An electrical light bulb 44 is shown schematically immediately below the transparent bottom wall 24. The light bulb may have its own cord like cord 30 or be wired in parallel circuit to the motor/pump unit 28. Bulb 44 could be used as a night light in a child's bedroom, with or without pumping of the liquid and particles suspension.

An articulated decorative device 46 within the globe 10 can be driven by the liquid jet moving in the direction of arrow 42. In the example shown, the device 46 is a waterwheel journaled conventionally and freely in a house 48 mounted on stilts 50. Obviously, the liquid jet would be tangentially offset from the axis of the waterwheel so as to impinge at one side thereof and continually turn the device. Any kind of movable structure may be made to be operated by the jet. Its design should be such that the articulated device assists in proper distribution of particles to present a realistic view of snowfall, for example. Snowfall should descend from the top of the globe toward the bottom, while glitter distribution can be random. The device 46 may also be used without presence of snow or glitter. For example, it may be a carousel journaled on a vertical axis.

While I have illustrated but a single inlet and outlet jet, multiple jets may be utilized according to the distribution pattern desired. One or more motor/pump units may also be employed depending on the size and structure of the globe. In addition, while the globe is illustrated as being spherical, it may also be oblong or have another shape, as well.

An alternative form of my invention is also depicted in the drawing, where I show a motor/pump unit 28′ resting just above the bottom wall 24. Such unit must be one which is capable of being completely immersible, with an electrical wiring connection (not illustrated) to the exterior of the globe 10. In both forms of the invention shown, no moving parts need pass between the interior and exterior of the globe. The unit 28′ would have its inlet and outlet ends directly at the unit, or conduits can be selectively placed with the device 46 to obtain the most desirable circulation pattern.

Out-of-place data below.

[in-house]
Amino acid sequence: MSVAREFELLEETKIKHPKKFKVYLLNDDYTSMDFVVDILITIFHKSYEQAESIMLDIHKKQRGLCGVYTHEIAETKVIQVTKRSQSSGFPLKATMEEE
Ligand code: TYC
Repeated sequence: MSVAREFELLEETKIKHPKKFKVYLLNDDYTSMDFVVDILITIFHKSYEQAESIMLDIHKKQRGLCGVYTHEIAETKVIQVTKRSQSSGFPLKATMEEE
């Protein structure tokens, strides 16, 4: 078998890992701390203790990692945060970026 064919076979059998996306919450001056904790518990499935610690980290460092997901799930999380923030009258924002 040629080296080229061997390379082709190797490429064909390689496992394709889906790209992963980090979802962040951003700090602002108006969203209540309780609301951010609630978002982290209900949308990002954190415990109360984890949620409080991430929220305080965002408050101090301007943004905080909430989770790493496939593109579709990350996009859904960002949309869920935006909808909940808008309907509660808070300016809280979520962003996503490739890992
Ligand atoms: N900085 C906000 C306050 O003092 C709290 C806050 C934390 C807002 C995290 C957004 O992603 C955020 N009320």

Various other changes may be made without departing from the spirit and scope of the claims. For example, the scene in the globe can be one of a rocket lifting off from a launch pad. To give the appearance of the cloud created upon ignition, I may wish to use two separate kinds, weights and densities of liquid portions. The portions would be separable and distinct when the globe is in a quiescent state. The heavier portion of liquid would be white, and preferably settle in a cavity (not shown) adjacent the pump inlet, out of sight of a viewer. Then, when the pump is started, the white portion would be circulated first, giving the cloud appearance so commonly recognized during rocket lift-off. A number of other uses of multi-colored liquids will become apparent. In some instances, depending upon the nature of separation of the two liquids and size of the separated particles during recirculation, the glitter or snow may be dispensed with and the suspended particles may take their places.

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Referenced by
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US6681508 *Mar 14, 2002Jan 27, 2004Massachusetts Institute Of TechnologyVisual display device
US7065908 *Aug 27, 2002Jun 27, 2006Juan Ramon Pineda-SanchezSnow globe assembly
US7311580May 6, 2004Dec 25, 2007Bergman Design ConsortiumVisual display and method of providing a visual display
US7322137 *May 11, 2005Jan 29, 2008Chrisha Creations, Ltd.Dynamic display air inflatable device
US7758400Aug 24, 2006Jul 20, 2010Bergman Design CorporationVisual display
US7905426May 14, 2008Mar 15, 2011For Your Ease Only, Inc.Fragrance emitting snow globe
US8545282 *Dec 9, 2010Oct 1, 2013Paul DeFilippoAir bubble operated underwater ornament kit
US9538742 *Jul 7, 2015Jan 10, 2017Kenneth Raymond JacobsonReflective fly repellent ball device of bead facets and multiple water molecules that repel flies
US9565845 *Sep 22, 2014Feb 14, 2017Brian Charles BeesleyFly deterrent
US20030177677 *Jan 18, 2002Sep 25, 2003Acosta Rodney J.Winter dome
US20050102869 *Aug 28, 2003May 19, 2005French William W.Fluid suspended self-rotating body and method
US20060107564 *May 11, 2005May 25, 2006William MachalaDynamic display air inflatable device
US20060111011 *Nov 23, 2004May 25, 2006Sheng-Chien WangInflatable decorative device
US20060255179 *May 12, 2005Nov 16, 2006Chu-Yuan LiaoNovelty fluid display device and method of operation
US20060283060 *Aug 24, 2006Dec 21, 2006Bergman Design ConsortiumVisual display
US20060286892 *Aug 24, 2006Dec 21, 2006Bergman Design ConsortiumVisual display
US20090275259 *May 2, 2008Nov 5, 2009Shung-Lun YuMagnetic attraction type motion display toy
US20160227757 *Jul 7, 2015Aug 11, 2016Kenneth Raymond JacobsonReflective Fly Repellent Ball Device of Bead Facets and Multiple Water Molecules that Repel Flies
USRE45824Oct 4, 2007Dec 22, 2015Turtletech Design, IncFrictionless self-powered moving display
U.S. Classification40/406, 40/410
International ClassificationG09F19/02
Cooperative ClassificationG09F19/02
European ClassificationG09F19/02
Legal Events
Nov 30, 2005REMIMaintenance fee reminder mailed
Apr 14, 2006SULPSurcharge for late payment
Apr 14, 2006FPAYFee payment
Year of fee payment: 4
Dec 21, 2009REMIMaintenance fee reminder mailed
May 14, 2010LAPSLapse for failure to pay maintenance fees
Jul 6, 2010FPExpired due to failure to pay maintenance fee
Effective date: 20100514